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IDEA #20 – Finding the Employee Leak

I guess it is just assumed by Yahoo that a staff-wide email would get leaked, so they’re not going to put any juicy strategy into those types of emails — but it got me thinking, wouldn’t they love to know who did in fact leak this? It’d be simple, really — well, until employees learned the secret.

I’d take the email and send it through a bulk email program that alters some of the words / characters in the email. Correspond each version to each employee and then if you ever see a leaked version, you would be able to match it. Especially an email of that size — although, maybe there couldn’t possibly be 9,800+ grammatical changes :)

Although what about all types of emails you send (to more than 1 person). Wouldn’t it be great if they were passed through a filter — just in case they were confidential and were leaked?

  • Matt

    Funny, had this idea when f* was at it’s height back in the first boom/crash. The english language is by far robust enough to “watermark” a document this size, contractions, synonyms etc. However the problem with the adoption was simply there is a lot of time invested in the language of these memos and to have that modified ad hoc by a filter simply unacceptable to most people I talked to….nonetheless a good an intresting idea.

    On a side note, awesome blog, great ideas that provide a catalyst to others!

  • Eric Nagel

    For a brief while, I was working on something similar… spiders (Google) love unique content, but (gray area) affiliates don’t like writing it. If you could scrape content (from Wikipedia) and alter it just enough so it still made sense, but was “unique”, that’d be a gold mine.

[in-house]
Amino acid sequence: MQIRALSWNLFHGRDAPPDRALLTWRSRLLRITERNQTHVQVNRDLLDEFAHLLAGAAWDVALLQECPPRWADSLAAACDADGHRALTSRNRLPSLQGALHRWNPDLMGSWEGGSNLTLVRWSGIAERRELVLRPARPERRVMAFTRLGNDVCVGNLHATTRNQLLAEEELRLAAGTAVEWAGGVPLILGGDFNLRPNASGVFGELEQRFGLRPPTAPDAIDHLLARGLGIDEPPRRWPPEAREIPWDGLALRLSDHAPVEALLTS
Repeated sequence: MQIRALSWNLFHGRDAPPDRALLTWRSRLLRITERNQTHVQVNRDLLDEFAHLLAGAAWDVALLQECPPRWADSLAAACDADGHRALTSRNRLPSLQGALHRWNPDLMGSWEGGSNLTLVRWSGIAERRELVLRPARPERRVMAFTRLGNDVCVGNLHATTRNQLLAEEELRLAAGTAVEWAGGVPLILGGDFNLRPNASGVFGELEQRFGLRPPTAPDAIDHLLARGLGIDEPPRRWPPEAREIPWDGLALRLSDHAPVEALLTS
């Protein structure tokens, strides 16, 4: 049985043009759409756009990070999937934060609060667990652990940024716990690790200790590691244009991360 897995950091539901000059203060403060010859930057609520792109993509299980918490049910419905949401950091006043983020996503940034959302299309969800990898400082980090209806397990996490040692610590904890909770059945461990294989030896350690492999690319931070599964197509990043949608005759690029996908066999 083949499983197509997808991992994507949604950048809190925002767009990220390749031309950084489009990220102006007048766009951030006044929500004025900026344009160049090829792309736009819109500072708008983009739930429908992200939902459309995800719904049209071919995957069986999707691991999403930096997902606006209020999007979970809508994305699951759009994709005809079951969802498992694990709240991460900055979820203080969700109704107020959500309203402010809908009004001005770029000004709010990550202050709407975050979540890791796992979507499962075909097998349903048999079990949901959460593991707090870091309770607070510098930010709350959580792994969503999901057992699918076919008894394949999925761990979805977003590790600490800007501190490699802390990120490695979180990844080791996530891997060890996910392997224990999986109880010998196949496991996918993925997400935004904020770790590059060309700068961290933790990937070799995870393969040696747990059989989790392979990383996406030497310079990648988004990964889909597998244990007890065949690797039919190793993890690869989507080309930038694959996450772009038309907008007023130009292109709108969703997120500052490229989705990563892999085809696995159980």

Lost is an Emmy and Golden Globe award-winning serial drama television series…

    Lost, a Golden Globe and Emmy award-winning serial drama,…

    However, I gave up. There’s no easy way to do this… even with a synonyms database.

  • Eric Nagel

    9,800 text changes isn’t that hard.

    You can even start with # of spaces after a . I learned 2 in high school, so that’s what I still use, but many people use 1 or don’t care. So, if there are 4 sentences (3 breaks between them) that makes the following possibilities:

    (# of spaces)
    1 1 1
    1 1 2
    1 2 1
    1 2 2
    2 1 1
    2 1 2
    2 2 1
    2 2 2

    8, 2^3. So for 9,800 combinations, 2^x >= 9800… x is at least 14.

    So using spaces between sentences alone, you’d need 15 sentences to do this.

    BUT, you’re right… once they caught on, you have to think of another method.

  • AndrewFromFly

    Yes, but then TechCrunch could just alter the number of spaces after each . again before they post it. It’ll either correspond to some innocent guy’s version who didn’t leak it. Or it’ll correspond to none of them.

  • Eric Nagel


    Yes, you’re right… it’ll work once. But if you could manage to watermark the text somehow… this technology could not only be used in corporate press releases, but also in government and even file sharing.

    If you could watermark an mp3 file, then the user that has rights to it could use it wherever he likes – but if it’s watermarked and ends up shared on the web, you can link it back to him.

  • Steve Poland
  • Phil McCarty

    We’re currently doing a version of this with MP3s. If you send songs to 20 different people, each song gets embedded with a unique (largely) inaudible and indestructible signal, which can then be backtracked to them, in the event that they leak it.